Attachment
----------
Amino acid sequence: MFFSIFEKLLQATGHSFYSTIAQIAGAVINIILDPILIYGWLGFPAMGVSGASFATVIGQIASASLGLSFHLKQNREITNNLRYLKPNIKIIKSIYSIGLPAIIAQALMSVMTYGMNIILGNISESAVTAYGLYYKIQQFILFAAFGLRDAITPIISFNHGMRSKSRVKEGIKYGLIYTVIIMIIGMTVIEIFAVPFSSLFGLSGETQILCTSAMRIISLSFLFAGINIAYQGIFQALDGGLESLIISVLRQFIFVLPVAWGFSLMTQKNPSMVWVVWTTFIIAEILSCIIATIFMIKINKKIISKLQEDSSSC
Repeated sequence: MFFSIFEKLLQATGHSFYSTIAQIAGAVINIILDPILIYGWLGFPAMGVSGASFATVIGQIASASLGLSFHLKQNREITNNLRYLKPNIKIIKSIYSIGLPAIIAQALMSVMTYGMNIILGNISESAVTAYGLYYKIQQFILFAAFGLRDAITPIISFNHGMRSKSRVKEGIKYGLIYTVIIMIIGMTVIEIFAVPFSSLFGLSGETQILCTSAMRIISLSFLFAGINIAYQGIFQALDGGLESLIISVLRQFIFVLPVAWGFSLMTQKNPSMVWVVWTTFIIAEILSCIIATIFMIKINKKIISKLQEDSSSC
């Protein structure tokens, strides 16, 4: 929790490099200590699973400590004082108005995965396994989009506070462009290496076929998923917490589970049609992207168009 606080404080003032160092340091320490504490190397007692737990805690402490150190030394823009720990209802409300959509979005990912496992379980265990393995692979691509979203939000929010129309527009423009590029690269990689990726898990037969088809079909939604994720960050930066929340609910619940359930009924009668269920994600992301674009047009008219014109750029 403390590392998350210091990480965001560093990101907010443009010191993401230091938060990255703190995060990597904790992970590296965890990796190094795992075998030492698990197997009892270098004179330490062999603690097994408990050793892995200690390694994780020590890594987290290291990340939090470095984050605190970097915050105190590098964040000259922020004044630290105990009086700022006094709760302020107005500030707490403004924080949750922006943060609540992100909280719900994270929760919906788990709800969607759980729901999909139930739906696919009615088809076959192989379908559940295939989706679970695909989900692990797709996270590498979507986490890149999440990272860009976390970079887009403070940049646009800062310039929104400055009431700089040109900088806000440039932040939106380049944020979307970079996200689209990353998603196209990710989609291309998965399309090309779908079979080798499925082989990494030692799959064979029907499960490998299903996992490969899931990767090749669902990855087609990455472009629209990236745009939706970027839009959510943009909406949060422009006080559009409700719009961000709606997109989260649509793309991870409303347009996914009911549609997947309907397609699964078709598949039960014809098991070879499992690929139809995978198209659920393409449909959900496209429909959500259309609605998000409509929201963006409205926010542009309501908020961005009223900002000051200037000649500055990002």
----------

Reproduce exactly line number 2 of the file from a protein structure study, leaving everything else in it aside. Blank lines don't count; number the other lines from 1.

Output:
Repeated sequence: MFFSIFEKLLQATGHSFYSTIAQIAGAVINIILDPILIYGWLGFPAMGVSGASFATVIGQIASASLGLSFHLKQNREITNNLRYLKPNIKIIKSIYSIGLPAIIAQALMSVMTYGMNIILGNISESAVTAYGLYYKIQQFILFAAFGLRDAITPIISFNHGMRSKSRVKEGIKYGLIYTVIIMIIGMTVIEIFAVPFSSLFGLSGETQILCTSAMRIISLSFLFAGINIAYQGIFQALDGGLESLIISVLRQFIFVLPVAWGFSLMTQKNPSMVWVVWTTFIIAEILSCIIATIFMIKINKKIISKLQEDSSSC